I was so glad that Rob was willing to talk to me, and I told him that. How only a year ago he would have just shut me out. And what he said back to me really made me stop. He said he was glad that he felt he could talk to me, because before with the PTSD he felt as though he had to watch what he said because he was never sure how I would react. And when I stopped to think about it, I realized he was right. I really did get confused sometimes, and sometimes I did really overreact. Granted, sometimes my responses were completely warranted, but looking back I can see where it would be disorienting to try and figure out who would be responding, me or the PTSD. In a way, it must have been like me trying to figure out if I was dealing with Robby, manic Robby, or depressed Robby. And I had never realized that before.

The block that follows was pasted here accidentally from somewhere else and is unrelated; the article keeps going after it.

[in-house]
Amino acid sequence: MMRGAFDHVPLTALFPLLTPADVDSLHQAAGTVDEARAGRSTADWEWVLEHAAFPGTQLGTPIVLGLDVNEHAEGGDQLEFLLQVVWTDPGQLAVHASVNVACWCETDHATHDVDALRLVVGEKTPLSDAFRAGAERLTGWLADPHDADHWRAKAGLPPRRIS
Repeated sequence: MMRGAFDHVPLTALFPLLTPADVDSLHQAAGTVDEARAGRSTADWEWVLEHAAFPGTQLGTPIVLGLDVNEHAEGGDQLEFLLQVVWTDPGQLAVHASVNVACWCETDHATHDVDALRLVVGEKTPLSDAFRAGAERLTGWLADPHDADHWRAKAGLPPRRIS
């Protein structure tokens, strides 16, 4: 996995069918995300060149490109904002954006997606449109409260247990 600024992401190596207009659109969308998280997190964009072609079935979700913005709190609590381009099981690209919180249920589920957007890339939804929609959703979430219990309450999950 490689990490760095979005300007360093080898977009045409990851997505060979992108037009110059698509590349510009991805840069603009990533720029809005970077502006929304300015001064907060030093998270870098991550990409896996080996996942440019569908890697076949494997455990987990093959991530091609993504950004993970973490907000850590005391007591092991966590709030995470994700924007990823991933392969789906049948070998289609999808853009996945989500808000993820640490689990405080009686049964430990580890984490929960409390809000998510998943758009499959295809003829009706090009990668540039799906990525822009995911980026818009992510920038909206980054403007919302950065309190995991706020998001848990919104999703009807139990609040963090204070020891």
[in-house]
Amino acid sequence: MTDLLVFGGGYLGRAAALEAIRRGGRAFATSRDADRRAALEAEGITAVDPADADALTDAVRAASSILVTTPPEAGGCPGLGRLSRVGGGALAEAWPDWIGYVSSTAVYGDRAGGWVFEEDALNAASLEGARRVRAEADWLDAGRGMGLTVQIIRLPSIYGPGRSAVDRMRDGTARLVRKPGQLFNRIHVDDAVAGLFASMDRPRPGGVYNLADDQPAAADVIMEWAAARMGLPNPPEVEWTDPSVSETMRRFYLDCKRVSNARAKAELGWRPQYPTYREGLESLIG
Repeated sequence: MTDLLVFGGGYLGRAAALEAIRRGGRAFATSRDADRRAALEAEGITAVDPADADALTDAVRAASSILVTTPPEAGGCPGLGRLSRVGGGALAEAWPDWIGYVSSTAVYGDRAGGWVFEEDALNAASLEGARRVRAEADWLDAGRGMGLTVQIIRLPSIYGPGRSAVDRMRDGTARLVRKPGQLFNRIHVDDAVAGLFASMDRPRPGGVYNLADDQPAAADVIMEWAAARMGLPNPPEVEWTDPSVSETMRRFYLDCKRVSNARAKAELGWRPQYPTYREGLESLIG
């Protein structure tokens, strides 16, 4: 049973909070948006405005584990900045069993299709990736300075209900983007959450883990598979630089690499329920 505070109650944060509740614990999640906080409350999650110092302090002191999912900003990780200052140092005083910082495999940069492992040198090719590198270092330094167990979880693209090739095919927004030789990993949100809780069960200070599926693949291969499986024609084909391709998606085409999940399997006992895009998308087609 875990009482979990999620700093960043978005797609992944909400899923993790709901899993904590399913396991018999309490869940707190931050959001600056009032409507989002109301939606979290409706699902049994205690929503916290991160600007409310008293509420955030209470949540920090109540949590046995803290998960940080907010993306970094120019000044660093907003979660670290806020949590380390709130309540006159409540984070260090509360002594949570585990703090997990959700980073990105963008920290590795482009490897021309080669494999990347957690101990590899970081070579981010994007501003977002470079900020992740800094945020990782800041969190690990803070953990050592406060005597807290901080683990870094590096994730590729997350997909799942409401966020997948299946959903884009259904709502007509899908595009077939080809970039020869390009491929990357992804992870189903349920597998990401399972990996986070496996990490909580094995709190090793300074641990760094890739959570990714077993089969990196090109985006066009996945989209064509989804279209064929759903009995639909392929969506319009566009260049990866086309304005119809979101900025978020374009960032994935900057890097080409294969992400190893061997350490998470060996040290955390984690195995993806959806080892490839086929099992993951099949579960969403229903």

So I thanked him for being willing to work with me even when I had the PTSD, because he was willing. He was always willing. And I am so glad (and so is he) that I started EMDR. It’s been a long, hard fight, but so worth it.

That’s Not What You Say

I published my piece How It’s Supposed To Be on Facebook yesterday, both as a note on my page, and to a group I belong to called M.E.N.D. (Mommies Enduring Neonatal Death) (their FB page is here) . Most people were extremely supportive, and just said things along the line of “I’m thinking of you” which is wonderful. But my mother wrote this:

I miss Jamie, too. I hope you, someday, have a child to enjoy. You are BOTH wonderful people whom we LOVE SO MUCH!